After some last-minute Christmas shopping, Clara Null was buckling her grandkids into the car. As she was closing the door, four-year-old Jason said, “Grandma, Susie has something in her pocket.” He reached over into his little sister Susie’s pocket and pulled out a new red barrette.
Though she was tired, Clara knew it was important for Susie to take the barrette back to the store, apologize to the manager, and put the item back where she had found it. So, they did just that. After that they stopped at the grocery store for a few items. At the checkout, the clerk asked the children “Have you kids been good this year so Santa will bring you some gifts?”
Big brother Jason said, “I’ve been very good, but my sister just robbed a store.”
We tend to associate being rewarded because of good behavior. We have Christmas songs to remind us. “You better watch out, you better not cry, you better not pout, I’m telling you why, Santa Claus is coming to town. He sees you when you’re sleeping, he knows when you’re awake, he knows if you’ve been good or bad so be good for goodness sake.” And many times that idea of rewarding good behavior works out. Usually if one is good to others, others are good in return. Usually if one works hard, one is rewarded for the hard work in some way. In the first century the Rabbis claimed that the Messiah would come if Israel would all follow the law perfectly for just one day. If all Israel could be really, really good for just ONE day, then God would reward their good behavior and send the Messiah. Did that ever happen? Did all Israel ever obey the law for just one day? No. But fortunately our being good enough was not the prerequisite for God to send the Messiah. Scripture tells us that when the goodness and loving kindness of God our Savior appeared, he saved us, not because of any righteous deeds we have done but because of his own mercy. Scripture says that at just the right time God sent Jesus into the world.
In our gospel reading we have John’s account of Christmas. In his account we do not hear about the shepherds or the wise men or the inn that is too full. Instead his account cuts to the chase. “And the Word became flesh and lived among us, and we have seen his glory, the glory as of a father’s only son, full of grace and truth.” The Word became flesh. The Word of God—the thoughts and intents of God became a living person! The thoughts and intents of God became the Son of God who then became a human being and lived here among us. John said, “We got to see God! He was here! It was unbelievable; He was amazing!”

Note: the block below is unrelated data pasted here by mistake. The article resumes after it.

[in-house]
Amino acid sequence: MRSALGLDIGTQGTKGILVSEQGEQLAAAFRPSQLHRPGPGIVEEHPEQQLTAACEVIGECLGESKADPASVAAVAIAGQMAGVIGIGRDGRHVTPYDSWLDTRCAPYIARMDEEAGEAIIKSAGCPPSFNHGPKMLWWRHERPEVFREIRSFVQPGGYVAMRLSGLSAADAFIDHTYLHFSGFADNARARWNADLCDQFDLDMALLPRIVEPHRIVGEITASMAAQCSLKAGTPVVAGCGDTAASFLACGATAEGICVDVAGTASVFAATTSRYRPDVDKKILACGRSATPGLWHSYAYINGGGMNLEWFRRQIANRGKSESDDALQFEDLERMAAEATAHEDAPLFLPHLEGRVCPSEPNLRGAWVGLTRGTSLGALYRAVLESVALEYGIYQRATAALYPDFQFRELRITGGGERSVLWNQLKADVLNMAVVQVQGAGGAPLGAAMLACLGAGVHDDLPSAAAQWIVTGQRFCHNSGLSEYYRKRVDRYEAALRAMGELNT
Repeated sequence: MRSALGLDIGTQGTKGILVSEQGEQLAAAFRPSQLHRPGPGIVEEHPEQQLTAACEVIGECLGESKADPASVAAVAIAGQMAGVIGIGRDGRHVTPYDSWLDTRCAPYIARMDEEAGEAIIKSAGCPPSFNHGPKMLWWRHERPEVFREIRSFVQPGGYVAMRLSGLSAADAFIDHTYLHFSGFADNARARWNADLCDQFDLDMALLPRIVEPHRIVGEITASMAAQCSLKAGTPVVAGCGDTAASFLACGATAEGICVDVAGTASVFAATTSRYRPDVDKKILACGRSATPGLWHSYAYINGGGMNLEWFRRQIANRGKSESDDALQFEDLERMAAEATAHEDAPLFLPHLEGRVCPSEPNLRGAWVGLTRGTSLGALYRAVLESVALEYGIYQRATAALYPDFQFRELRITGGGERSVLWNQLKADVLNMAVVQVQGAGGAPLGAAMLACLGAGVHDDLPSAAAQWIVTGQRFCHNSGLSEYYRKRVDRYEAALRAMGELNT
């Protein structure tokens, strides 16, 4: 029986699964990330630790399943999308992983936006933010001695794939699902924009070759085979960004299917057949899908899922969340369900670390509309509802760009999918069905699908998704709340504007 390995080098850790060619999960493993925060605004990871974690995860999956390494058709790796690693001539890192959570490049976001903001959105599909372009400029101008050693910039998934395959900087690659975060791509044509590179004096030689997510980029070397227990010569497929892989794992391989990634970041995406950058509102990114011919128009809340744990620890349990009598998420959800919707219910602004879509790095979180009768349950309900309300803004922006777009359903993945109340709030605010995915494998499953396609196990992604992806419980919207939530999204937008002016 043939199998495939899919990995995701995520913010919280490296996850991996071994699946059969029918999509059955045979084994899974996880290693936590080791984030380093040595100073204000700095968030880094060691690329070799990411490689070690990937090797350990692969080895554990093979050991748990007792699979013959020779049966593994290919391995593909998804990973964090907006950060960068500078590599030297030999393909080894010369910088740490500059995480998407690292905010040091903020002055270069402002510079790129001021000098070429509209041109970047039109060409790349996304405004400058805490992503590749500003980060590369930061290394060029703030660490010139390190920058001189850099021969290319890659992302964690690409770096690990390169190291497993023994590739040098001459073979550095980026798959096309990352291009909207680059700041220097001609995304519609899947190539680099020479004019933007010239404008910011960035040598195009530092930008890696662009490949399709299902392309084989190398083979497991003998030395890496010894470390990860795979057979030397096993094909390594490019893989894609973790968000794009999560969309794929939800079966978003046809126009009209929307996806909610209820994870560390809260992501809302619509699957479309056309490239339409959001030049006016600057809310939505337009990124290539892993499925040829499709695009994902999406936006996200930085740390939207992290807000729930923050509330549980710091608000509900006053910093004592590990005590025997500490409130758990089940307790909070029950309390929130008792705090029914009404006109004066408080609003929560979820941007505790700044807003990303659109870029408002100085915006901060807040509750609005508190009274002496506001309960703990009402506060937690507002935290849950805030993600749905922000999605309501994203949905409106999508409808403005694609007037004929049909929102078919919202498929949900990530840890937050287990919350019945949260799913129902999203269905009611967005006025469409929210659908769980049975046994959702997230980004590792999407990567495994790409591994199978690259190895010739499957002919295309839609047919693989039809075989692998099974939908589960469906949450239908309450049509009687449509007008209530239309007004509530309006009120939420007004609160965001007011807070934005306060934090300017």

In our Hebrews reading we heard the apostle say, “Long ago God spoke to our ancestors in many and various ways by the prophets, but in these last days he has spoken to us by a Son, whom he appointed heir of all things, through whom he also created the worlds. He is the reflection of God’s glory and the exact imprint of God’s very being, and he sustains all things by his powerful word.”
St. Paul tells in the letter to the Colossians that Jesus is the image of the invisible God. By Jesus all things were created, all things visible and all things invisible. Not only were all things created by him, they were created through and for him and in him all things are held together. In Him all the fullness of God was pleased to live and through Jesus God will reconcile to himself all things, whether on earth or in heaven, making peace by the blood of his cross.
We run out of superlatives when we begin talking about Jesus becoming a human. How can an eternal being stuff himself into a full-grown man much less a little baby? This is why the early church had some problems with trying to describe who Jesus was. There were people who couldn’t wrap their heads around this idea so they said things like, “Well, this is impossible for God to fit into a human being; He must have just looked like a human being but he really wasn’t. His body was just a façade. God can’t really suffer like a human being. It would be impossible for God to go through the indignity of hanging on a cross and having the body he was in die.” So the early church had to go through great lengths to defend the fact that Jesus was really a human man. They pointed to the gospel texts that showed Jesus the man getting hungry and thirsty and tired just like we do. They pointed out that Jesus was born from a woman and thereby was a human. They also pointed out that Jesus did those things that only God can do. He forgave people their sins; He accepted worship from others; he brought the dead to life; he could command the winds and waves to settle down. And finally he brought his body back to life after three days.
Just what happened on that first Christmas Day? God broke into our world; he became part of the human race. John wrote, “He was in the world, and the world came into being through him; yet the world did not know him. He came to what was his own, and his own people did not accept him.” It is really an amazing story isn’t it? The Creator is rejected by his creation. His own people did not accept him. Yet, it is not all bleak is it?
For John goes on to tell us, “But to all who received him, who believed in his name, he gave power to become children of God, who were born, not of blood or of the will of the flesh or of the will of man, but of God.” Those who do receive him, who believe in his name he gave the power—the Greek word there means also the authority the ability to choose, the prerogative to become children of God! That is what Christmas is all about! God came into our world and gave you and me and all those who believe in Jesus the prerogative to become his children!
He gave this to anyone who would believe. We can be very good like Jason or we could be store robbers like his little sister Susie. It doesn’t really depend upon our goodness anymore. It is all about the goodness of God and we see it all over again today as we celebrate the birth of Jesus. Amen